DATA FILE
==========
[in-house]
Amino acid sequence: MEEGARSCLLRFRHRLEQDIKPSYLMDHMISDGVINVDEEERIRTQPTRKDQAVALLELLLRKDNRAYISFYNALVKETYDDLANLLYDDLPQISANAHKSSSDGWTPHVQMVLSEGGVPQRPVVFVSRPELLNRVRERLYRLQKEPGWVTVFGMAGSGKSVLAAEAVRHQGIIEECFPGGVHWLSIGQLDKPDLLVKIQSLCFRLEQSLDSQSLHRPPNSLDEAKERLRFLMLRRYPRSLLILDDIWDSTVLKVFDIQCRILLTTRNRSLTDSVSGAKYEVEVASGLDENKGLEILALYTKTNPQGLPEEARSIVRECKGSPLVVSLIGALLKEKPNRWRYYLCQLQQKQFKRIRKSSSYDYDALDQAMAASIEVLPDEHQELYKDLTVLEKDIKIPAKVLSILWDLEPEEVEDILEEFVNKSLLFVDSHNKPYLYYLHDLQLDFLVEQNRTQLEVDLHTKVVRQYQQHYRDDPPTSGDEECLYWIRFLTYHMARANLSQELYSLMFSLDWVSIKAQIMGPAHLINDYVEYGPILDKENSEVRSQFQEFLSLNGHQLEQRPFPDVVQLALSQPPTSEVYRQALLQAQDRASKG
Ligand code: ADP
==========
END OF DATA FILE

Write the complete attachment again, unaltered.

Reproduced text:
[in-house]
Amino acid sequence: MEEGARSCLLRFRHRLEQDIKPSYLMDHMISDGVINVDEEERIRTQPTRKDQAVALLELLLRKDNRAYISFYNALVKETYDDLANLLYDDLPQISANAHKSSSDGWTPHVQMVLSEGGVPQRPVVFVSRPELLNRVRERLYRLQKEPGWVTVFGMAGSGKSVLAAEAVRHQGIIEECFPGGVHWLSIGQLDKPDLLVKIQSLCFRLEQSLDSQSLHRPPNSLDEAKERLRFLMLRRYPRSLLILDDIWDSTVLKVFDIQCRILLTTRNRSLTDSVSGAKYEVEVASGLDENKGLEILALYTKTNPQGLPEEARSIVRECKGSPLVVSLIGALLKEKPNRWRYYLCQLQQKQFKRIRKSSSYDYDALDQAMAASIEVLPDEHQELYKDLTVLEKDIKIPAKVLSILWDLEPEEVEDILEEFVNKSLLFVDSHNKPYLYYLHDLQLDFLVEQNRTQLEVDLHTKVVRQYQQHYRDDPPTSGDEECLYWIRFLTYHMARANLSQELYSLMFSLDWVSIKAQIMGPAHLINDYVEYGPILDKENSEVRSQFQEFLSLNGHQLEQRPFPDVVQLALSQPPTSEVYRQALLQAQDRASKG
Ligand code: ADP